Slim resources, high need challenge advocates for human-trafficking survivors | St. Louis Public Radio

Slim resources, high need challenge advocates for human-trafficking survivors

Oct 13, 2015

About three dozen minors in the St. Louis region have been rescued from sex trafficking so far this year, and a nationwide sting last week recovered 149 children, according to the Federal Bureau of Investigation. But during a public hearing in St. Louis, local agencies who help victims said they’re strapped for resources.

About a dozen people shared insights with Missouri’s newly-appointed Human Trafficking Task Force during the  hearing in Brentwood on Tuesday. The Missouri legislature voted unanimously last session for the establish of the committee to suggest legislation that would help victims and reduce trafficking in the state.

“How did she get there? I think that always has to be the question. Not why are you doing this or why did you do that, but how did you get here,” said Christine McDonald of St. Charles, an advocate and author who was sold into sex trafficking as a teenager.

During her testimony, McDonald recommended training health providers to recognize trafficking victims, and to include people on the committee who have experienced exploitation.

Amanda Colegrove, an organizer for St. Louis-based Coalition Against Trafficking and Exploitation, said the highways that run through Missouri make easy ways for traffickers and people who solicit sex to pass through. Colegrove added that it’s likely that labor trafficking is just as prevalent in Missouri, but it’s been harder to find those victims due to language and cultural barriers.

In addition, she said, efforts must be made to identify all victims of trafficking — especially those who do not fit the stereotype. 

Deanna McPherson, a social worker who assists human trafficking victims at Covering House, gives testimony in St. Louis. Officer Keaton Strong of the St. Louis Metropolitan Police Department sits behind her.
Credit Durrie Bouscaren | St. Louis Public Radio

“We know that men and women, boys and girls are being equally exploited, even though most of the time all we hear about are young women,” Colegrove said.

Though St. Louis has three shelters for women who have been trafficked for sex, there are none for men and boys in the state, Colegrove said.

Dedee Lhamon directs Covering House, a shelter opened last year for female victims of sex trafficking in St. Louis. She told the committee that her shelter is completely full and resources are short.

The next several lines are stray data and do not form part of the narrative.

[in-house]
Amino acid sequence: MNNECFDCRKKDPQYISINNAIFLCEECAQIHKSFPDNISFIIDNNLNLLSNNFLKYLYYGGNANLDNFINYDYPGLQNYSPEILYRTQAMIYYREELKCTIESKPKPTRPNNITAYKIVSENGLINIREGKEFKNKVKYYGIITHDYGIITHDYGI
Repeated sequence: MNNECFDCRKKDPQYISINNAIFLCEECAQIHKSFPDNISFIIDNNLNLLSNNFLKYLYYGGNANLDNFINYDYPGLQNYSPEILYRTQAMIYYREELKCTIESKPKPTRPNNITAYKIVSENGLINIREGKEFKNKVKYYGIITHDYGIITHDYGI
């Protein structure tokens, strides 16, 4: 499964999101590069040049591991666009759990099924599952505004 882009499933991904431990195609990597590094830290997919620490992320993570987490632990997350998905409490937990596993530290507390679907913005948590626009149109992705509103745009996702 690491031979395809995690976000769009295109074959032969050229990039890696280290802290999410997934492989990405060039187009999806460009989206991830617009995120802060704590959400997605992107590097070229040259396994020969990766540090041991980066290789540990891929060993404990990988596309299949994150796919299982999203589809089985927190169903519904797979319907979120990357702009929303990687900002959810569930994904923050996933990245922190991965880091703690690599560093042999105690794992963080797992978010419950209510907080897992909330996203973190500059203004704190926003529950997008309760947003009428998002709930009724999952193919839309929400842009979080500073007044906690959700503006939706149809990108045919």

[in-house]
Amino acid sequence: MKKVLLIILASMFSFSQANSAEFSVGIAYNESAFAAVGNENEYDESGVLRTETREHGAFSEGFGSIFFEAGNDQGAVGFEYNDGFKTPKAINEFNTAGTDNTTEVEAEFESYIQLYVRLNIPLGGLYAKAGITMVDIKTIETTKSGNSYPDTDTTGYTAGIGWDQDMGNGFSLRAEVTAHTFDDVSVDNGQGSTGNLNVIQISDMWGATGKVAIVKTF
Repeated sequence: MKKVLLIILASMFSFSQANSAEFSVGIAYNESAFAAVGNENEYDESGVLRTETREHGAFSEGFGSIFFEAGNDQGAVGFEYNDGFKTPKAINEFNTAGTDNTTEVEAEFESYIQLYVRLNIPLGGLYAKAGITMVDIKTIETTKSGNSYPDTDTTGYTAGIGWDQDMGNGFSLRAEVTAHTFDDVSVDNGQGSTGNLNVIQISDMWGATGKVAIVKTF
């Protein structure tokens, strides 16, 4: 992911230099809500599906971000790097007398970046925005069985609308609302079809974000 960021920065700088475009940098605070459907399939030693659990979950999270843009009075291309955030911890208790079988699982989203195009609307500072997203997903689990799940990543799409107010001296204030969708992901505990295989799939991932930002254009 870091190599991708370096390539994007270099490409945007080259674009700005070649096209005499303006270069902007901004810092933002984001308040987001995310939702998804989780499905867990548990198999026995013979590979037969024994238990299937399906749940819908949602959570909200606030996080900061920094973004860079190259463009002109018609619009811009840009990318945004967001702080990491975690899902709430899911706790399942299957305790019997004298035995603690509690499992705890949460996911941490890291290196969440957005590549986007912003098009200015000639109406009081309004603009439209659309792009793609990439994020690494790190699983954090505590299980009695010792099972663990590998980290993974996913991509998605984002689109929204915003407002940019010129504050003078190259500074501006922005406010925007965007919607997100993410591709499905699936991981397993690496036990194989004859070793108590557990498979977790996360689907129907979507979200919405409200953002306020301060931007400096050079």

“We need money. Someone asked me how much it costs to take care of one girl for a year,” Lhamon said. “It’s $4,524.25 per month, per girl.”  

Officer Keaton Strong, who serves on a human trafficking task force comprised of local law enforcement agencies in the Eastern District of Missouri, said he often has no place to keep potential victims before officers can bring charges against their traffickers, which would make them eligible for victims’ services.

“They’re back on the streets, back in the hands of traffickers, because we have no legislation set up,” Strong said.

Over the last two years, the number of 14- and 15-year-old victims has gone up “astronomically,” said St. Louis County Police Sergeant Adam Kavanaugh.  

“It’s not just a big-city thing. All the girls we’ve gotten have come from Springfield, Joplin, Troy, down in the bootheel. We’ve had Washington University students, we’ve had UMSL (University of Missouri-St. Louis) students,” Kavanaugh said.

Last week, the Human Trafficking Task force held a public hearing in Kansas City. It plans to meet again in Springfield. Rep. Elijah Haahr, R-Springfield, who serves as the committee’s chair, said he hopes they can serve as a clearinghouse of information for nonprofits, advocates and service providers throughout the state.

“They’re all doing it without working together. We’re trying to become a clearinghouse of information, come up with some laws and statutory changes that will help various governmental groups, prosecutors, law enforcement and non-governmental to work collaboratively,” Haahr said. 

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